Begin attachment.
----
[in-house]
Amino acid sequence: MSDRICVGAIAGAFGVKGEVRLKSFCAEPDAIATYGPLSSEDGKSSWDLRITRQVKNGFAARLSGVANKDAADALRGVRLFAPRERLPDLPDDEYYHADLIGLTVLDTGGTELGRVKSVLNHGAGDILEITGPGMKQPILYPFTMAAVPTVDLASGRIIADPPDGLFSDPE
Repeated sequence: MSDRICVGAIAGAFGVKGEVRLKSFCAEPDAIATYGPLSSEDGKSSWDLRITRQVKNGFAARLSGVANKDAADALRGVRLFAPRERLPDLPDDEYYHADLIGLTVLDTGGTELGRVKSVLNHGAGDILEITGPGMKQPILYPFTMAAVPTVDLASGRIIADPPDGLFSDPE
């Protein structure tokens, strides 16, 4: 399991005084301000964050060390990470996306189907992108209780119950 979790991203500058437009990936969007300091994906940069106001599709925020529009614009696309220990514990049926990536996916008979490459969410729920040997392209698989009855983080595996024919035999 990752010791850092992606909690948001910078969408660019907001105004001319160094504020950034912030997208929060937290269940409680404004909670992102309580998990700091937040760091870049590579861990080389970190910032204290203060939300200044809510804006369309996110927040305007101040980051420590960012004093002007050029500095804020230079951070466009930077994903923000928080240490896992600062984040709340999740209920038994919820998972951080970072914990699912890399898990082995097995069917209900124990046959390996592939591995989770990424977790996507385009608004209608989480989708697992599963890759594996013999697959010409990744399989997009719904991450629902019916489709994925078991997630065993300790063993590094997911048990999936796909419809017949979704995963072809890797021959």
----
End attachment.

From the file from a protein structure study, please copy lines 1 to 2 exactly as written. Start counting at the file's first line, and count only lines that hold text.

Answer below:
[in-house]
Amino acid sequence: MSDRICVGAIAGAFGVKGEVRLKSFCAEPDAIATYGPLSSEDGKSSWDLRITRQVKNGFAARLSGVANKDAADALRGVRLFAPRERLPDLPDDEYYHADLIGLTVLDTGGTELGRVKSVLNHGAGDILEITGPGMKQPILYPFTMAAVPTVDLASGRIIADPPDGLFSDPE